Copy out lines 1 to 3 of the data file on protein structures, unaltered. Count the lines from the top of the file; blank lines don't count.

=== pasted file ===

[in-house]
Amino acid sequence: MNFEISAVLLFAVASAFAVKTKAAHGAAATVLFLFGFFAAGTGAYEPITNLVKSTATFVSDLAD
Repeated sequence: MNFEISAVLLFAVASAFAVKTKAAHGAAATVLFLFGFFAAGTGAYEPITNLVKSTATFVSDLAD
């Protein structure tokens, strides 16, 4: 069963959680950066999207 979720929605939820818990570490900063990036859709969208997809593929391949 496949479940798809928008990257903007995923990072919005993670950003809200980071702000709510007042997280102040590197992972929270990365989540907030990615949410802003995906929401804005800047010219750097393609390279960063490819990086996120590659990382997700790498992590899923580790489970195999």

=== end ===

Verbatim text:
[in-house]
Amino acid sequence: MNFEISAVLLFAVASAFAVKTKAAHGAAATVLFLFGFFAAGTGAYEPITNLVKSTATFVSDLAD
Repeated sequence: MNFEISAVLLFAVASAFAVKTKAAHGAAATVLFLFGFFAAGTGAYEPITNLVKSTATFVSDLAD